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If you own a Chevy Tahoe, you have a beast of an SUV under your hands. You're probably wondering if this is enough for you to purchase or rent a travel trailer and hit the road. The 2018 Chevy Tahoe features revamped 5.3L Ecotec3 V8 that produces a horsepower of 355 with a 383 pound-foot of torque. The V8 engine is incredibly efficient and responsive, which is part of the reason why it’s one of the best selling full-sized SUVs in the US. With all that power, you’re tempted to wonder – can your Chevy Tahoe pull a traveling trailer? Or better yet, a 5th wheel.
A 2018 Chevy Tahoe is more than capable of hauling a travel trailer, as long as the total weight of the trailer does not exceed more than 8500 lbs, which is ideal for most campers.
Keep reading to find out more about the Tahoe's towing limitations and what kind or RV's you can - and can't - pull with your Chevy SUV.
The towing limitations of the Chevy Tahoe
Most full sized SUVs can haul between 7000 to 8000lbs of weight. The Chevy Tahoe has a beast of an engine with impressive fuel averages to boot, such as 16mpg city/23mpg highway in the two-wheel variant and 16mpg city/22mpg highway in the four-wheel drive mode. This means that when it comes to power, your Chevy won’t struggle.
The 2018 Chevy Tahoe, for instance, has a maximum towing capacity of 8500 lbs in the 2WD trim. The figures for the 4WD variant dip to 6500 lbs. These impressive numbers are a far cry from the comparatively measly 4800 lbs the 2009 Chevy Tahoe could pull, thanks to its 4.8-liter V8 engine.
You can see all of the exact numbers right here in Chevy's catalog.
This means that as long as your gross trailer weight doesn’t exceed 8500 lbs, you should be able to haul it around. Remember we’re talking about the gross weight, not the dry weight. The more stuff you put into your traveling trailer, the heavier it gets. So make sure you account for all the different items on your traveling trailer.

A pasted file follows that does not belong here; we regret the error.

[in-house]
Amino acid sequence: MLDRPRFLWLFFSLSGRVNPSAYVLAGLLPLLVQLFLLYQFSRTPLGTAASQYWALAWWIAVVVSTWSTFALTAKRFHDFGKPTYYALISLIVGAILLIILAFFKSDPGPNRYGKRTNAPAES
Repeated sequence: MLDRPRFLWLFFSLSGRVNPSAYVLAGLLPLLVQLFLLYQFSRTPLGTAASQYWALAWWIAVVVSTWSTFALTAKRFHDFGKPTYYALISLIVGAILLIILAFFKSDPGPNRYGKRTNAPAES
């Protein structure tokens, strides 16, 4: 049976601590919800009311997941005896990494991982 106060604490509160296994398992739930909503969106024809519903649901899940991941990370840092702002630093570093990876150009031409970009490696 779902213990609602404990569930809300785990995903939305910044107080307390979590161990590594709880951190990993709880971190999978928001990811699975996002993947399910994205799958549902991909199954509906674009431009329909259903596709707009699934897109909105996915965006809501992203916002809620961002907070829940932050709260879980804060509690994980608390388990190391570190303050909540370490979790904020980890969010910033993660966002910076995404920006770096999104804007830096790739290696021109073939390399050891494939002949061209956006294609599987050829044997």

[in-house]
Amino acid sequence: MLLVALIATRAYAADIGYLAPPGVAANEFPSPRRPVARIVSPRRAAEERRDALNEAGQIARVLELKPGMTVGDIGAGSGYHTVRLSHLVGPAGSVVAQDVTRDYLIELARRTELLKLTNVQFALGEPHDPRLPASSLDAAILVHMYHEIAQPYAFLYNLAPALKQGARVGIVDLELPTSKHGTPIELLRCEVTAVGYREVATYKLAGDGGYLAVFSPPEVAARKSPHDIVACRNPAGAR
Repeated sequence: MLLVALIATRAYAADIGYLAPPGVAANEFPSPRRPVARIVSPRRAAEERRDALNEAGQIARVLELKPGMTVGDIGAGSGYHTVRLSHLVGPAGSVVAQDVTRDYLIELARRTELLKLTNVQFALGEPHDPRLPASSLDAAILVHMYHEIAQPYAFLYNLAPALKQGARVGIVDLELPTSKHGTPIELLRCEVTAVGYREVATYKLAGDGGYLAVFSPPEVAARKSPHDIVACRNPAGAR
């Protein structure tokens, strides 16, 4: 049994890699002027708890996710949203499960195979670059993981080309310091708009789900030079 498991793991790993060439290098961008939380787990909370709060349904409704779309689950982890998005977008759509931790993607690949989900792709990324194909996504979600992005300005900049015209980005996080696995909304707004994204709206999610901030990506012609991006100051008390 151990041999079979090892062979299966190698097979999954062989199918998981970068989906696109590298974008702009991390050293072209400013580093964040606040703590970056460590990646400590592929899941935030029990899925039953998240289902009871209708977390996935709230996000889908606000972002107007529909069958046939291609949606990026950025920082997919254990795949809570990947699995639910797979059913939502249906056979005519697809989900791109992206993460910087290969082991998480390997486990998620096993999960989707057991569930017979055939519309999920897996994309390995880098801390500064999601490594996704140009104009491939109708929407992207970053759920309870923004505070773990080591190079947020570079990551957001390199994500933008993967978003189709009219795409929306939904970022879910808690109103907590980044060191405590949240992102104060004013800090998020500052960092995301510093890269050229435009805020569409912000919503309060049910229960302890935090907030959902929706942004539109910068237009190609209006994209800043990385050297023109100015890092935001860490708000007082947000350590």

To ensure you keep the load within towing capabilities of your Chevy Tahoe, make sure to check the weight of the trailer beforehand. As a rule of thumb, note down your Chevy Tahoe’s GCWR and then subtract the trailer’s weight from it. The resulting difference is the capacity you have for your passengers, cargo, trailer, and other equipment you want to set up.
The GCWR is known as the Gross Combination Weight Rating, and it is the total weight of the trailer and vehicle when both are fully loaded.
What Your Chevy Tahoe SUV Can’t Do
Unfortunately, SUVs are ill-equipped to haul 5th wheels. You will need fully featured pickup truck to get the job done. This is simply a question of shape. 5th wheel campers are structures in such a way that they can only be towed while attached to the 5th wheel hitch in the bed of a pickup truck.
If you're not familiar with the differences between travel trailers and 5th wheels, you can check out our guide about the different types of RV's out there.
But a travel trailer is a different story, its shape makes it easy enough to tow by any vehicle that has the strength to do so. However, keep in mind that towing a 5th wheel with a truck is generally safer. The weight of the front of the RV on the bed of the truck makes for a stable construction.
Whenever towing a travel trailer, you're more prone to experiencing sway under certain road conditions. Stay safe and make sure you understand this before hitting the road. Read our guide about how to prevent sway when towing a travel trailer.